Iran’s Global War On Film

Big Hollywood – -

By John T. Simpson

With the recent unjust imprisonments of famed Iranian directors Jafar Panahi and Mohammad Rasoulof, the world finally seems to be coming to terms with the Islamist regime’s rank inhumanity toward its best and brightest and is taking a stand. At the upcoming Academy Awards, Hollywood’s own top creative film artists will be wearing white ribbons in support of the two laureled filmmakers. For many of them, this most recent campaign to free Jafar Panahi on the very heels of campaigning for his freedom from Evin prison last April and May must make it all seem like a nightmarish Groundhog Day.

In truth, it is. The various Islamist regimes of Iran have been at total war with their Hollywood for a very long time now. In 2001 director Tahmineh Milani was sentenced to death for her film The Hidden Half, and well after approval for general release by the regime’s religious censors. Only international and heated domestic outrage spared Tahmineh’s life. Francis Ford Coppola and Martin Scorsese were howling back then too, as was the Academy. In February 2007, documentarian Mehrnoushe Solouki was thrown into the hell of Evin for the crime of stumbling across a regime mass grave during a shoot. Again, only international pressure freed her from her now-recurring nightmare.

SSDD in Iran’s film industry. Consider yourself lucky if you only get the McCarthy treatment. But the regime doesn’t stop its war on film and filmmakers at its borders. Last June, suspected Iranian operatives kidnapped exiled filmmaker and regime nemesis Daryush Shokof in Cologne, Germany for daring to screen his film Iran Zendan (Iran Prison), a brutal reenactment of the rape and torture of Green protesters inside an Iranian prison. Again, only international heat and intense pressure from the German government somehow made Mr. Shokof magically reappear on the banks of the Rhine in Cologne soaked, dazed and incoherent after twelve days missing.

It is much the same kind of war regime operatives now seem to be waging on the film Iranium in Canada. Originally scheduled to be screened at Canada’s National Archives, Iranium was canceled by the director due to Iranian embassy pressure and violently threatening anonymous phone calls (it should be noted here that Mr. Shokof received a number of similar dialed-in threats himself over Iran Zendan before his abduction). Canada’s Heritage Minister James Moore bravely ordered the screening back on, and despite all the threats and official Iranian protests. That scheduled screening of Iranium is now on the verge of causing a major diplomatic row between Canada and Iran.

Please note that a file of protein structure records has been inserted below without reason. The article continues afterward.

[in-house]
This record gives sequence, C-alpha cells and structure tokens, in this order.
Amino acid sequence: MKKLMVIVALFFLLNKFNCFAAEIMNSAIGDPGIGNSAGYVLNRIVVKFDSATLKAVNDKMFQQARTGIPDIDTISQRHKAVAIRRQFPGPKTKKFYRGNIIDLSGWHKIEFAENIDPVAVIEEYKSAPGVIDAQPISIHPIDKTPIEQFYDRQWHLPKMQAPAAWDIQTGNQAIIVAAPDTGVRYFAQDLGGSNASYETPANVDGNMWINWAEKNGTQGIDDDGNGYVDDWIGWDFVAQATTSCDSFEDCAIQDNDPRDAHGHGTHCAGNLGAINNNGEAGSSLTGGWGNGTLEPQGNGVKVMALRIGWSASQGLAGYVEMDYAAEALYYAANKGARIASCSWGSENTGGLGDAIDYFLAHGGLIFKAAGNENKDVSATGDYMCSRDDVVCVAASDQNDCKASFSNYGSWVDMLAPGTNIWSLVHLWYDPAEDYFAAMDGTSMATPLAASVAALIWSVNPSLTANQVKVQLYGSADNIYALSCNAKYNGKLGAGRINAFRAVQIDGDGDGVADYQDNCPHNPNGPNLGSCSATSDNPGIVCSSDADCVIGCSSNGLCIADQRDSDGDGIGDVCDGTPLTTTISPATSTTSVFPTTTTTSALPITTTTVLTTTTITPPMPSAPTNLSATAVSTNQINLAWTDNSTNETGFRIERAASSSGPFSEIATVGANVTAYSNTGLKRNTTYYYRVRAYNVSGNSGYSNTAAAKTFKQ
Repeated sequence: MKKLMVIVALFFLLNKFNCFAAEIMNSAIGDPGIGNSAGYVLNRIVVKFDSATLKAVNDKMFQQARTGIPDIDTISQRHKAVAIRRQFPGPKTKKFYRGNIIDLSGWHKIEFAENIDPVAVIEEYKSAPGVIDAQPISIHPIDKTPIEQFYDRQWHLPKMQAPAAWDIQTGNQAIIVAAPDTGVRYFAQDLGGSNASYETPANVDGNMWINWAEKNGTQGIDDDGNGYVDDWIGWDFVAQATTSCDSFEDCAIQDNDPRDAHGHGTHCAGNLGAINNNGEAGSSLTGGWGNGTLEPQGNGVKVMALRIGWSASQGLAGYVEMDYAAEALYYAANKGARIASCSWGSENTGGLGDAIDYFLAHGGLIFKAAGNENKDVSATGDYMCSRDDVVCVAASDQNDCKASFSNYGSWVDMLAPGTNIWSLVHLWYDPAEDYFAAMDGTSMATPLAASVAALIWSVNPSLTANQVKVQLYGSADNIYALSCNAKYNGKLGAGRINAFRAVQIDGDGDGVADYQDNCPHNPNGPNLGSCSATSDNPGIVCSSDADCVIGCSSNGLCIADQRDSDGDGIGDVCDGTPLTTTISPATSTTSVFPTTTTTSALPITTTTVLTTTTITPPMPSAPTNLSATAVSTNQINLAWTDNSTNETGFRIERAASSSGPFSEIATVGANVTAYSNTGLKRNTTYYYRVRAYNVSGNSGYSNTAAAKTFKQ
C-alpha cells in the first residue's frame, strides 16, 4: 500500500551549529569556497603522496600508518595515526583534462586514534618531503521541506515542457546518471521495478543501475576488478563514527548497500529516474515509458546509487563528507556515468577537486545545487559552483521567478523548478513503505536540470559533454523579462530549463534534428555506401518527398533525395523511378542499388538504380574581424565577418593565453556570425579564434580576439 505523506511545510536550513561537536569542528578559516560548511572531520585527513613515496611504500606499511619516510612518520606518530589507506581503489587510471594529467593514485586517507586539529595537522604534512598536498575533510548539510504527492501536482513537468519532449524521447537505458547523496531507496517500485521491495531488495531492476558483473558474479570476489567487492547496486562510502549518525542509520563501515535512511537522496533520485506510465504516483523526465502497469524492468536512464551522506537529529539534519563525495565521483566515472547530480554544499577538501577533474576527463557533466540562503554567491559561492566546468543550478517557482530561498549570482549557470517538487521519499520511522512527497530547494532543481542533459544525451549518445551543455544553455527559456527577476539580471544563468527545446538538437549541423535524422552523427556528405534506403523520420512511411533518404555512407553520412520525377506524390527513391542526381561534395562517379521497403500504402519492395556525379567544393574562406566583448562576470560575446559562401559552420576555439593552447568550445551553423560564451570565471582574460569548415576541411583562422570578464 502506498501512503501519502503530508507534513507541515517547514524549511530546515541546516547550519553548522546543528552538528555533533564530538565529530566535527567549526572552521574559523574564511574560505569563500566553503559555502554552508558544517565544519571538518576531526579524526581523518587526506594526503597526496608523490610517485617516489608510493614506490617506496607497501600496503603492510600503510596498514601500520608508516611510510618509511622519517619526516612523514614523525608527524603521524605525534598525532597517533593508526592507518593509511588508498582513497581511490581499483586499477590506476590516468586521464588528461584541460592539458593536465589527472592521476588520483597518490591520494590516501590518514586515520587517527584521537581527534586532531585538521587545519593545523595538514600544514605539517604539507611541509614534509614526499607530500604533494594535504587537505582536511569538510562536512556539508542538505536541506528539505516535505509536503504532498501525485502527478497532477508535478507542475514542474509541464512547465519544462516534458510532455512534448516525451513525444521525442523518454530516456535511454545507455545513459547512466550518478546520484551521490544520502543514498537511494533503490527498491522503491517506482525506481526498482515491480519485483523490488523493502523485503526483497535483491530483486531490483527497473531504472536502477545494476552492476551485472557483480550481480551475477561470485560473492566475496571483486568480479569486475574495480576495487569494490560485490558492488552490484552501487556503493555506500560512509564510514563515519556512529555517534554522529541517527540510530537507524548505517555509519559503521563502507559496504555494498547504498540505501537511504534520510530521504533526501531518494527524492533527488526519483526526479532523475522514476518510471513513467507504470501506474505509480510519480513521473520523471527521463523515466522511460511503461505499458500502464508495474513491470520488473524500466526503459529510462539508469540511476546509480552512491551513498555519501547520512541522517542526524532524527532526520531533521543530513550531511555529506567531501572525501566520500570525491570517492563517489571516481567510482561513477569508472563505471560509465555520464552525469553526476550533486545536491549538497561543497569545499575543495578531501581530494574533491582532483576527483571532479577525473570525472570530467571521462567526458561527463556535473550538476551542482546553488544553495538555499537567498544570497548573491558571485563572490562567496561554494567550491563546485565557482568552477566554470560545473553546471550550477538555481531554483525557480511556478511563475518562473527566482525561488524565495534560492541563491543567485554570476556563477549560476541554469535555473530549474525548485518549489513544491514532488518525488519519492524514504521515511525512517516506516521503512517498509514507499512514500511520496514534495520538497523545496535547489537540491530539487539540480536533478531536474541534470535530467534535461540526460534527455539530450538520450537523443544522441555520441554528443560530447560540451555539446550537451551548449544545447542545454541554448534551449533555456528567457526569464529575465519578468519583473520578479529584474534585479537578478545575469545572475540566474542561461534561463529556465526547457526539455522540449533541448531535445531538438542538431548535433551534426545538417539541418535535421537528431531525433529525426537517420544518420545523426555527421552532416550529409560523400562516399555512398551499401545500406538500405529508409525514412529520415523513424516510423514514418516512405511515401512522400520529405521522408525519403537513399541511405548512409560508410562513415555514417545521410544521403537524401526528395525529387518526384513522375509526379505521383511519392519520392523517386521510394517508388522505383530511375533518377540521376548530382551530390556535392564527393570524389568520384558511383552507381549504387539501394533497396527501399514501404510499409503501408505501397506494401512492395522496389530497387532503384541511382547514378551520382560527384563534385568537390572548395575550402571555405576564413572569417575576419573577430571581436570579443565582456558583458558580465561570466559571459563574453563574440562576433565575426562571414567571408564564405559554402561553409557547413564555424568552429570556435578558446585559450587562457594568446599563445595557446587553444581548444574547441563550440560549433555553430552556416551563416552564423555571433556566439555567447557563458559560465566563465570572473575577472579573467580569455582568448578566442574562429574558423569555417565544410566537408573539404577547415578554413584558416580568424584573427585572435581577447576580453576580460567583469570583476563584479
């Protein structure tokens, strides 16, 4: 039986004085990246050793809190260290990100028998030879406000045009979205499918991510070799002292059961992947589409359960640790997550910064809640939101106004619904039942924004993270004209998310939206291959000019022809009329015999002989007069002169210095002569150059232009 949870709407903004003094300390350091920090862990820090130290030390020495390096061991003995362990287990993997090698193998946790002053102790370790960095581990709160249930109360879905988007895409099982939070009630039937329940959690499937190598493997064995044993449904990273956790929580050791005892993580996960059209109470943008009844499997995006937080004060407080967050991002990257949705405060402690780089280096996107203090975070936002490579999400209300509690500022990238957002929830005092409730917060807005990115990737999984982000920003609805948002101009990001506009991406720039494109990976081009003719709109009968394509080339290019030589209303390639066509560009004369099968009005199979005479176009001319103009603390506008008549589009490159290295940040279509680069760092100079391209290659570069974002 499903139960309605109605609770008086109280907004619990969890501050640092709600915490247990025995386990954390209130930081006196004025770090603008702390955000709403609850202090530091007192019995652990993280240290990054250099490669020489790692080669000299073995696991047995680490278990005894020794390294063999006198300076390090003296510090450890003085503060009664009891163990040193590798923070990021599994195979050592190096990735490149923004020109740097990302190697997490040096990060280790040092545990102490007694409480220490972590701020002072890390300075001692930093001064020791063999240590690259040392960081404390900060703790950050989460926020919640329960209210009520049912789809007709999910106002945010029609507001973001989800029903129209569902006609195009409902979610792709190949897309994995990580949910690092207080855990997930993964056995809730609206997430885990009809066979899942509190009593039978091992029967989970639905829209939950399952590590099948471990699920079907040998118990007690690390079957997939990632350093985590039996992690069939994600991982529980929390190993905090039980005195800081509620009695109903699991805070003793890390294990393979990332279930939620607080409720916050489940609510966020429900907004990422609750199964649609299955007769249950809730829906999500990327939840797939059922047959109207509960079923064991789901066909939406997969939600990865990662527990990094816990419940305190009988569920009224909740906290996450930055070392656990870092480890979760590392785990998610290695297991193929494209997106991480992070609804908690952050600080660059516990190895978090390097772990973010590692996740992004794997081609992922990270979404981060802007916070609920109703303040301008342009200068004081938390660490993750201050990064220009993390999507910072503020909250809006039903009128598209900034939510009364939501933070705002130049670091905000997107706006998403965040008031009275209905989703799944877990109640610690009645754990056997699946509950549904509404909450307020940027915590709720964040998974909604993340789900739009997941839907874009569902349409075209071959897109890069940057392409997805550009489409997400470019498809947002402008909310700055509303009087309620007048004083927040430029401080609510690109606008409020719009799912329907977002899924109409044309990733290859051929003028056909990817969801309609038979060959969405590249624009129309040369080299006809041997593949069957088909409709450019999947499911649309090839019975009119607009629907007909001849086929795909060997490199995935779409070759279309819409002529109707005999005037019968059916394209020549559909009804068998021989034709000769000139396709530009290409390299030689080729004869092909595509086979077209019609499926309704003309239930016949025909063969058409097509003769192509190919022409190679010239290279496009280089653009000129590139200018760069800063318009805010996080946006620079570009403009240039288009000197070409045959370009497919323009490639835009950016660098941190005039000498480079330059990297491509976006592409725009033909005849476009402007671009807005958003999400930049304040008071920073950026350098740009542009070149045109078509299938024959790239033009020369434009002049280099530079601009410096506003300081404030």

Unfortunately for the regime, Canada has an inconvenient public policy called freedom of speech and someone with the balls to back it up in James Moore. The only question that remains for me is, just how far is the Islamist regime in Iran willing to go in a Western nation like Canada to suppress a film and/or filmmakers they very much don’t like? Time will tell. But if time has told us anything, it’s that the current plights of Jafar Panahi and Mohammad Rasoulof are only scratching the surface of Islamist Iran’s long sad history of persecuting even unto death its best and brightest, and of reaching beyond its borders to enforce Islamist whims or seek violent revenge for perceived offenses. Is that not the Islamist Way in a nutshell? Is it not the way of all totalitarians, given the tragic histories?

In closing, I would like to bring attention to yet another extremely brave Iranian filmmaker who is suffering the tortures of the damned in Iran: Mohammad Nourizad. A former regime filmmaker who turned after the Green Revolution, Mr. Nourizad was imprisoned and sentenced to 3-1/2 years in prison and fifty lashes for the crime of writing extremely heated letters to Ahmie and Khamie and three Mad Mullahs over the bloody post-election crackdowns. Late last year, he was taken to the hospital from prison following a severe beating that reportedly blurred his vision permanently. A filmmaker’s vision, I might add. He is now in the hospital again following a hunger strike. Please wish him well.

By the way, Mr. Nourizad still awaits his fifty lashes. As soon as he’s well enough, I reckon. The best we can do at the moment is continue to support the brave and longsuffering Iranian filmmakers (not to mention the Greens), and to take our own brave stands in defense of freedom in the face of real violent incivility by the Iranian regime and its agents in Canada. That is how we fight back: defiantly, and with no uncertain terms or equivocation. The Iranian regime does not dictate the terms of our freedom to us, or what films we can and cannot watch. I say let Iranium flow to the outer boundaries of cyberspace. Cheerfully enough, it will on February 8th. The regime would rather we not watch it, which is reason enough to. Screw ‘em! It’s not like they haven’t screened a few unpleasant films in their day.

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